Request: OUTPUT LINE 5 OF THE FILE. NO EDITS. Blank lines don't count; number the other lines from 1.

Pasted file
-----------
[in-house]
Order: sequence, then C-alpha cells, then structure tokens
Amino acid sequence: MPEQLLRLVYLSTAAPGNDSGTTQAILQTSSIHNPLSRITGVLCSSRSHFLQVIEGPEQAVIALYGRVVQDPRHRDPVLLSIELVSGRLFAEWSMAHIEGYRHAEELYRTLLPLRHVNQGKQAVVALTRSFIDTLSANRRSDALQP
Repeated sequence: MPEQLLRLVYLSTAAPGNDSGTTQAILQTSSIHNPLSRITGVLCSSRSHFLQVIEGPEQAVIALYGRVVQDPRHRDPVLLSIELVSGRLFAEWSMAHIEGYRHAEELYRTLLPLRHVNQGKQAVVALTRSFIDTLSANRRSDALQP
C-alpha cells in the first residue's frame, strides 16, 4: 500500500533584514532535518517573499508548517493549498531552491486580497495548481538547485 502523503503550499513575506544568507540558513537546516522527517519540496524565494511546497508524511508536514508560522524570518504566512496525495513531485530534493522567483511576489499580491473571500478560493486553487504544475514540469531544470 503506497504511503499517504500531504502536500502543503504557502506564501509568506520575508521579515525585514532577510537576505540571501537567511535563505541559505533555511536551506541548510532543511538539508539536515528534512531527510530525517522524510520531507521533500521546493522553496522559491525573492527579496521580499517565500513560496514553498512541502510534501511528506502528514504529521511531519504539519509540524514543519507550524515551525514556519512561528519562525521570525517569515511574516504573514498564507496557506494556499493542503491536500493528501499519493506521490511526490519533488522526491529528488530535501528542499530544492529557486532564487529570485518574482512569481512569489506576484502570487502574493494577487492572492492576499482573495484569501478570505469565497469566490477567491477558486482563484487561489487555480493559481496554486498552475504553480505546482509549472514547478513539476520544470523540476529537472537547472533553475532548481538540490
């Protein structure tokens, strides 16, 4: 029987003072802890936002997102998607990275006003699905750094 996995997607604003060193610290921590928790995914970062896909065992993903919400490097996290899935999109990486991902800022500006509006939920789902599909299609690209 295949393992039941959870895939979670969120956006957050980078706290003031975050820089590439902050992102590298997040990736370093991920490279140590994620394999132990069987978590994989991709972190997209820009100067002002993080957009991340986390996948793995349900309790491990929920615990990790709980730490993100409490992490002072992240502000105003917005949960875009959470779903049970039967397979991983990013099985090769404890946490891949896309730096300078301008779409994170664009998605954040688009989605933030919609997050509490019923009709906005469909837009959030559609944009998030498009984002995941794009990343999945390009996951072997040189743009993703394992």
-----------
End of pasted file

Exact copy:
C-alpha cells in the first residue's frame, strides 16, 4: 500500500533584514532535518517573499508548517493549498531552491486580497495548481538547485 502523503503550499513575506544568507540558513537546516522527517519540496524565494511546497508524511508536514508560522524570518504566512496525495513531485530534493522567483511576489499580491473571500478560493486553487504544475514540469531544470 503506497504511503499517504500531504502536500502543503504557502506564501509568506520575508521579515525585514532577510537576505540571501537567511535563505541559505533555511536551506541548510532543511538539508539536515528534512531527510530525517522524510520531507521533500521546493522553496522559491525573492527579496521580499517565500513560496514553498512541502510534501511528506502528514504529521511531519504539519509540524514543519507550524515551525514556519512561528519562525521570525517569515511574516504573514498564507496557506494556499493542503491536500493528501499519493506521490511526490519533488522526491529528488530535501528542499530544492529557486532564487529570485518574482512569481512569489506576484502570487502574493494577487492572492492576499482573495484569501478570505469565497469566490477567491477558486482563484487561489487555480493559481496554486498552475504553480505546482509549472514547478513539476520544470523540476529537472537547472533553475532548481538540490